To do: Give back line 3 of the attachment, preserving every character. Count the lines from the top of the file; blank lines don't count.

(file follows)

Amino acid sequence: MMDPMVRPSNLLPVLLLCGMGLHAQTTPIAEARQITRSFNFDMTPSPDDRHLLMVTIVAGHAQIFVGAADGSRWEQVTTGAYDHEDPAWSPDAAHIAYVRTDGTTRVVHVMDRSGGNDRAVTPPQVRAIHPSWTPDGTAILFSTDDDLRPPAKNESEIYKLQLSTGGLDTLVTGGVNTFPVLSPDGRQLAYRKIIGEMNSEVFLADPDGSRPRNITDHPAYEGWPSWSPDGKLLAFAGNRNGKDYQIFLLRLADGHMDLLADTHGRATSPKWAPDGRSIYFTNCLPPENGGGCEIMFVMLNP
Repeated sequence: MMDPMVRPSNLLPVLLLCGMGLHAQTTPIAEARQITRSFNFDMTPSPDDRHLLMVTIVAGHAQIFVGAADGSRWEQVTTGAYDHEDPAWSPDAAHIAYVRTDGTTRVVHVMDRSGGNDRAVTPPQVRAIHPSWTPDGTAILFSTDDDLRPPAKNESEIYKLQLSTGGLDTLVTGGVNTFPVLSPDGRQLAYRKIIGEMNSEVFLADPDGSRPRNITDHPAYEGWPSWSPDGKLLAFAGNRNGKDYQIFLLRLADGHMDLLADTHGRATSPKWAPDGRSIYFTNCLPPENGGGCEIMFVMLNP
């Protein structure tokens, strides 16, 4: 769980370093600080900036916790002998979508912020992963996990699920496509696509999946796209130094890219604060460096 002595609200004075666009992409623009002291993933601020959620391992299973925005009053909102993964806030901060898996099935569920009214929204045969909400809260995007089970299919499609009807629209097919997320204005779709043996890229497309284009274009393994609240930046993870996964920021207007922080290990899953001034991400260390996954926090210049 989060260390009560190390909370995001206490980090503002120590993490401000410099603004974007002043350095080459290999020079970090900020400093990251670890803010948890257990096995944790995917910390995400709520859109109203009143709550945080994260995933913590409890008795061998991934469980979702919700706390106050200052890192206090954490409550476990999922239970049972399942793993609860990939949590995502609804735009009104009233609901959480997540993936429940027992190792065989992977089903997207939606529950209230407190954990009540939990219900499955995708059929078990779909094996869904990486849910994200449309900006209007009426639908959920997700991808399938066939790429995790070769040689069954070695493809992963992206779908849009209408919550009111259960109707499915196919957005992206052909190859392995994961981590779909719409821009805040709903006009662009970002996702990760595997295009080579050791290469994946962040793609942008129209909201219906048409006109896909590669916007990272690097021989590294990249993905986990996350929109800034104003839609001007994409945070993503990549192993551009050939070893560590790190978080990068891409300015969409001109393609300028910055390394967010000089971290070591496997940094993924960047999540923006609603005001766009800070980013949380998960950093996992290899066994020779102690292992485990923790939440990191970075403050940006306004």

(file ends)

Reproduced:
């Protein structure tokens, strides 16, 4: 769980370093600080900036916790002998979508912020992963996990699920496509696509999946796209130094890219604060460096 002595609200004075666009992409623009002291993933601020959620391992299973925005009053909102993964806030901060898996099935569920009214929204045969909400809260995007089970299919499609009807629209097919997320204005779709043996890229497309284009274009393994609240930046993870996964920021207007922080290990899953001034991400260390996954926090210049 989060260390009560190390909370995001206490980090503002120590993490401000410099603004974007002043350095080459290999020079970090900020400093990251670890803010948890257990096995944790995917910390995400709520859109109203009143709550945080994260995933913590409890008795061998991934469980979702919700706390106050200052890192206090954490409550476990999922239970049972399942793993609860990939949590995502609804735009009104009233609901959480997540993936429940027992190792065989992977089903997207939606529950209230407190954990009540939990219900499955995708059929078990779909094996869904990486849910994200449309900006209007009426639908959920997700991808399938066939790429995790070769040689069954070695493809992963992206779908849009209408919550009111259960109707499915196919957005992206052909190859392995994961981590779909719409821009805040709903006009662009970002996702990760595997295009080579050791290469994946962040793609942008129209909201219906048409006109896909590669916007990272690097021989590294990249993905986990996350929109800034104003839609001007994409945070993503990549192993551009050939070893560590790190978080990068891409300015969409001109393609300028910055390394967010000089971290070591496997940094993924960047999540923006609603005001766009800070980013949380998960950093996992290899066994020779102690292992485990923790939440990191970075403050940006306004």